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Birds’ eye views – a question of reality

“Bird’s eye views” are everywhere; they really are two-a-penny. At the click of a mouse we can view any location on the globe from an aerial perspective. A news story is not complete without looking down on the scene from a helicopter or satellite; a bird’s eye view is now considered essential for putting everything in context.

A finger on a touch pad can glide us across the globe; we can casually sweep from the view that an albatross apparently gets as it flies to its nest site in South Georgia, to what a vulture apparently sees when looking for carrion in Tanzania’s Ngorongoro Crater. The notion that these really are bird’s eye views is deeply engrained. When we use the term “bird’s eye view”, we actually think that this is how the world looks to a bird.

A recent advertising stunt for a new miniature video camera used a tame white-tailed eagle. From a camera strapped to its back, the scene below was filmed as the bird was released from the Eiffel Tower. The strap line read, “The 100% authentic eagle eye view”.

But what did this eagle actually see? Was the video really giving us a glimpse of what the eagle saw? Would a dove, a vulture, or an albatross see the same thing as the eagle? Would any of them see the same thing as the digitised images in the advert?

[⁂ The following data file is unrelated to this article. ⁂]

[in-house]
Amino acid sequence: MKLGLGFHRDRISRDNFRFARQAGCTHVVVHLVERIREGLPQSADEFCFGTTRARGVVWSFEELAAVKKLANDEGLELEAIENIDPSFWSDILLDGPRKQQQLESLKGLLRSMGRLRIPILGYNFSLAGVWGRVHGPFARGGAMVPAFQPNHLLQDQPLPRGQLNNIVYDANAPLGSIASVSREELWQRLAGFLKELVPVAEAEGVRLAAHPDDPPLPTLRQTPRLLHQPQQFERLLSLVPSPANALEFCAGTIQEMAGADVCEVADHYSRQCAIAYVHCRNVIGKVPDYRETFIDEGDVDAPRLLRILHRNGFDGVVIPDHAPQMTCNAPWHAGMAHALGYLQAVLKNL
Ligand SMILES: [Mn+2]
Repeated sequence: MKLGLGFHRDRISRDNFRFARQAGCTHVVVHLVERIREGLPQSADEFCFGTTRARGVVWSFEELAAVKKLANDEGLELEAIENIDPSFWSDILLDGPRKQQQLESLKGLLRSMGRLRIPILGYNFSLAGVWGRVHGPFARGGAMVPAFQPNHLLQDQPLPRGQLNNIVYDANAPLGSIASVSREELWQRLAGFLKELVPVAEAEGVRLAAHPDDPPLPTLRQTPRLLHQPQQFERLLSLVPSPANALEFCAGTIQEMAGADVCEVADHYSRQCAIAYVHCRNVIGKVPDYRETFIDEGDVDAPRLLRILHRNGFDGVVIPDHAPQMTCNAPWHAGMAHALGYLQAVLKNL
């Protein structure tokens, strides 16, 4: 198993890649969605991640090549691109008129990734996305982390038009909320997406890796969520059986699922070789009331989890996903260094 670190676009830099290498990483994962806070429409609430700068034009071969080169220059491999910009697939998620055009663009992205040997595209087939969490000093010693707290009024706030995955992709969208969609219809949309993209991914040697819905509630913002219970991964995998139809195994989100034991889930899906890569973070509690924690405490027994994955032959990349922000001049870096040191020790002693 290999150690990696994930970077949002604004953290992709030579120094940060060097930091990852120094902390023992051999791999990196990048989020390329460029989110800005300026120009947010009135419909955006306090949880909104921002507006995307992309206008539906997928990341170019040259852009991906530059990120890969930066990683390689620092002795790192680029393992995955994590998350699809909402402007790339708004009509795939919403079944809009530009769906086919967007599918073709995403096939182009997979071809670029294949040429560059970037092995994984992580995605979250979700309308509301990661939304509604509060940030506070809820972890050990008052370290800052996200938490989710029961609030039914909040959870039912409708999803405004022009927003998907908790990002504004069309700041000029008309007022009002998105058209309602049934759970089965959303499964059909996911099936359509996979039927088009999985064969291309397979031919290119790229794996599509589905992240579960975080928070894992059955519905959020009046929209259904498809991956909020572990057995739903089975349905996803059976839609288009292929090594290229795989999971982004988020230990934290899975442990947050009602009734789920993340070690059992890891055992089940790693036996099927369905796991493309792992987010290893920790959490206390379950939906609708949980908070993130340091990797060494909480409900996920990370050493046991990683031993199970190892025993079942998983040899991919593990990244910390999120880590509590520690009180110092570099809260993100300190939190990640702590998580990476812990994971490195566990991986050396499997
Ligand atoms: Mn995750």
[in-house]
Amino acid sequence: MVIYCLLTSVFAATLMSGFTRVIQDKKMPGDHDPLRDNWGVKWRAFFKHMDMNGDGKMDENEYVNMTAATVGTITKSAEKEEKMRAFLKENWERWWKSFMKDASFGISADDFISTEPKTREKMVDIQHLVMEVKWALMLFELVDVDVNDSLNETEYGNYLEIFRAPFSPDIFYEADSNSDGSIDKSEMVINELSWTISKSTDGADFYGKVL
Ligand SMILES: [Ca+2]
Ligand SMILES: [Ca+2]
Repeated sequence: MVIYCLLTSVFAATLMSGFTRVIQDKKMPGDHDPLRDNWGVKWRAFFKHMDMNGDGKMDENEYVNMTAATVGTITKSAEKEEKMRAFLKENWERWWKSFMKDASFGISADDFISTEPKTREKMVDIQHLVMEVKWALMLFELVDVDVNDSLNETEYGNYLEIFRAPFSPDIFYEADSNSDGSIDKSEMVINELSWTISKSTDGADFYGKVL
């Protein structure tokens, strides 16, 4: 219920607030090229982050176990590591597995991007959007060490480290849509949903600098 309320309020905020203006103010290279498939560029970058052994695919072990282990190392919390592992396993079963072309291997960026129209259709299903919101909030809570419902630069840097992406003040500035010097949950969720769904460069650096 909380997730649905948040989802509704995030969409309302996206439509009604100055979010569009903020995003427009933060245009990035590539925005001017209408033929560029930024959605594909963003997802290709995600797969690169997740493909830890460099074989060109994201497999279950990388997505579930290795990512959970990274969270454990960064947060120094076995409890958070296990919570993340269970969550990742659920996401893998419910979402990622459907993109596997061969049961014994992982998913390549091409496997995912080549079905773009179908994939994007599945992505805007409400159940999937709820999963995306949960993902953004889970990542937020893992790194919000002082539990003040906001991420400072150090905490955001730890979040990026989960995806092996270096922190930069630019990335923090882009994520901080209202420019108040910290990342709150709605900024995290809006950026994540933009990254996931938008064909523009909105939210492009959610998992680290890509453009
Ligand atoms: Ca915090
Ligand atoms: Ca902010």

The key question is do birds, whether on the ground or in flight, see the world through the same eyes as us? Do any other animals see the world as we do? Is our eye view unique?

It is a rather old and fundamental question. First raised by the Greek philosopher Epicurus, it cuts straight to that troublesome idea of “reality”. Pondering how the world appears to other animals asks the most uncomfortable of questions, “what can we actually know about the world?”

eagle view from Eiffel Tower Credit SonySWNS.com Creative Commons The 100% authentic Eagle Eye view
Eagle view from Eiffel Tower. Image by Sony/SWNS from Chapter 1 of The Sensory Ecology of Birds. Used with permission from Graham R. Martin.

Philosophers and artists, and now social media discussions, have regularly pondered the nature of reality. However, these musings are nearly always couched in the terms of stripping away personal and cultural biases. Such stripping will allow us to see things “as they really are”. The assumption is that we need to see things fresh, not how we have been trained to see them. For many people who ponder such questions, the ultimate aim is to experience an epiphany, “to see things through new eyes”. It is the touchstone of every aspiring artist. For some people the quest for new ways of seeing can be achieved with a little help from meditation or drugs. But to me those are likely to obscure rather than reveal.

While the idea that culture and learning poses limits on ways of seeing is important, there is a much broader perspective on reality: one which sees us embedded in our evolutionary history. This perspective sees us as just one type of animal that, like all others, has evolved to gather only certain information from the world about them, information that natural selection has honed to become crucial for the survival and reproduction of each particular species. Crucially, that information is always partial with respect to all that the world offers; it is never comprehensive.